China Center Senior Fellow Cheng Li provides an update on the 17th Congress of the Chinese Communist Party, including an assessment of the newly anointed leadership. (See also Cheng Li’s preview of the Congress and update of the Congress.)
“The main outcome of the 17th Party Congress is that it selected two younger leaders and these leaders will succeed Hu Jintao and Wen Jiabao in 5 years. Usually, they would identify one designated successor to become Hu Jintao’s successor, but this time they found two people—54 year old Party Secretary of Shanghai Xi Jinping and 52 year old Liaoning Party Secretary Li Keqiang. Both of them belong to the so-called 5th generation; both of them went to the countryside during the Cultural Revolution and worked there as farmers for many years. Both of them studied law and both of them hold Ph.D. degrees. But they differ profoundly in terms of their socio-economic backgrounds and the regions they represent.
Li Keqiang comes from and represents a humble family background, and advanced his career through the Chinese Communist Youth League, Hu Jintao’s power base. He represents himself as a populist leader and worked in China’s inland province of Henan and also in Liaoning province.
In contrast, Xi Jinping comes from a “princeling” family background—his father was a Vice-Premier of China and also a Politburo member, and he advanced his career [by working] in the coastal regions of Fujian, Zhejiang and Shanghai. He very much represents the interests of entrepreneurs, the emerging middle class, and also those rich and powerful people.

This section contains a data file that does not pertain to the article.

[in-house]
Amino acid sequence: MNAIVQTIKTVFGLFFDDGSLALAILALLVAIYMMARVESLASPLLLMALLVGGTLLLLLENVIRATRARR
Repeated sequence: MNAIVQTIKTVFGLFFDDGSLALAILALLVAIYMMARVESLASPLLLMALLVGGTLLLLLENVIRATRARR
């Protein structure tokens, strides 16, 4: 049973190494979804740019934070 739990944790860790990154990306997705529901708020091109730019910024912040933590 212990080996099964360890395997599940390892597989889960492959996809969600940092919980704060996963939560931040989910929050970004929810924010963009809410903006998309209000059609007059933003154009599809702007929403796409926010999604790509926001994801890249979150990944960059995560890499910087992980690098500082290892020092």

They may also have policy differences between them. For a populist leader like Li Keqiang, he is more likely to emphasize policies such as income redistribution and issues of social justice. He is particularly interested in employment issues and trying to establish a social safety net, especially for public health care. For Xi Jinping, [the concerns are more likely to center around] continuing to accelerate China’s market reforms and maintaining good relations with foreign countries. [He is likely to] try to resolve problems relating to foreign trade, foreign investment, and particularly he will emphasize efficiency and market reform. So you can see that there may be some tensions between them.
Most importantly, by choosing two people to compete against each other, this is something quite new in Chinese politics. So you will see a more dynamic factional politics in the next five years. In a way this is good—it will make the Chinese political system more open, more competitive, and probably more transparent. On the other hand, perhaps things might get out of control, because clearly these two leaders represent some conflicting interests, and the social forces will choose one or the other of these representatives, and this could lead to things spinning out of control.”
Will the American business community sit idly by and watch Trump undertake a trade war with China? They have a lot at stake in this. [Trump's stream of anti-Chinese Tweets poses risks of being misunderstood.] China would regard a potential challenge as more dangerous than it actually might be.
The jobs China is accused of stealing, many were lost a long time ago to Korea or Japan and moved from there to China. A lot of that job loss occurred because of technology change. [And despite Trump's promises to bring jobs back to the US,] nobody in the US would do them at the wages companies would want to charge. Those jobs are never going to be gotten back.